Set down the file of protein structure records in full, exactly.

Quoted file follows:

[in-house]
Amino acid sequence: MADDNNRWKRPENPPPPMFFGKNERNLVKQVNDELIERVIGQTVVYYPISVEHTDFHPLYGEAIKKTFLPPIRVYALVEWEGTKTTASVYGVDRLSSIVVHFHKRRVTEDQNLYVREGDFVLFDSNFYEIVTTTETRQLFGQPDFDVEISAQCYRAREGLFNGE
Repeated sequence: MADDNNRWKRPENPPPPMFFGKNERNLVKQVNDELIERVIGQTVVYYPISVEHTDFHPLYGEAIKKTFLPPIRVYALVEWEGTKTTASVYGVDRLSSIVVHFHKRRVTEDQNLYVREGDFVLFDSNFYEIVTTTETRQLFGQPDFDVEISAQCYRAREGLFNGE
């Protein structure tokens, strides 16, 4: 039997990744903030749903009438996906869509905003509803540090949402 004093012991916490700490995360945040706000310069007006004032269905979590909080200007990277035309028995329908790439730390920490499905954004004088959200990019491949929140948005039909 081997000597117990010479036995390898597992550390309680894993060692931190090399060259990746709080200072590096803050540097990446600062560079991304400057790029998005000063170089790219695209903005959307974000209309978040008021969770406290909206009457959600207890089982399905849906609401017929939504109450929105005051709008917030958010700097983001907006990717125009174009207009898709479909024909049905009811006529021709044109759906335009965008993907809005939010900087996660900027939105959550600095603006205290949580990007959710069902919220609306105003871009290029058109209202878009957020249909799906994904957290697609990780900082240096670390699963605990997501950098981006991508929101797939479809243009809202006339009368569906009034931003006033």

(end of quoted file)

[in-house]
Amino acid sequence: MADDNNRWKRPENPPPPMFFGKNERNLVKQVNDELIERVIGQTVVYYPISVEHTDFHPLYGEAIKKTFLPPIRVYALVEWEGTKTTASVYGVDRLSSIVVHFHKRRVTEDQNLYVREGDFVLFDSNFYEIVTTTETRQLFGQPDFDVEISAQCYRAREGLFNGE
Repeated sequence: MADDNNRWKRPENPPPPMFFGKNERNLVKQVNDELIERVIGQTVVYYPISVEHTDFHPLYGEAIKKTFLPPIRVYALVEWEGTKTTASVYGVDRLSSIVVHFHKRRVTEDQNLYVREGDFVLFDSNFYEIVTTTETRQLFGQPDFDVEISAQCYRAREGLFNGE
């Protein structure tokens, strides 16, 4: 039997990744903030749903009438996906869509905003509803540090949402 004093012991916490700490995360945040706000310069007006004032269905979590909080200007990277035309028995329908790439730390920490499905954004004088959200990019491949929140948005039909 081997000597117990010479036995390898597992550390309680894993060692931190090399060259990746709080200072590096803050540097990446600062560079991304400057790029998005000063170089790219695209903005959307974000209309978040008021969770406290909206009457959600207890089982399905849906609401017929939504109450929105005051709008917030958010700097983001907006990717125009174009207009898709479909024909049905009811006529021709044109759906335009965008993907809005939010900087996660900027939105959550600095603006205290949580990007959710069902919220609306105003871009290029058109209202878009957020249909799906994904957290697609990780900082240096670390699963605990997501950098981006991508929101797939479809243009809202006339009368569906009034931003006033």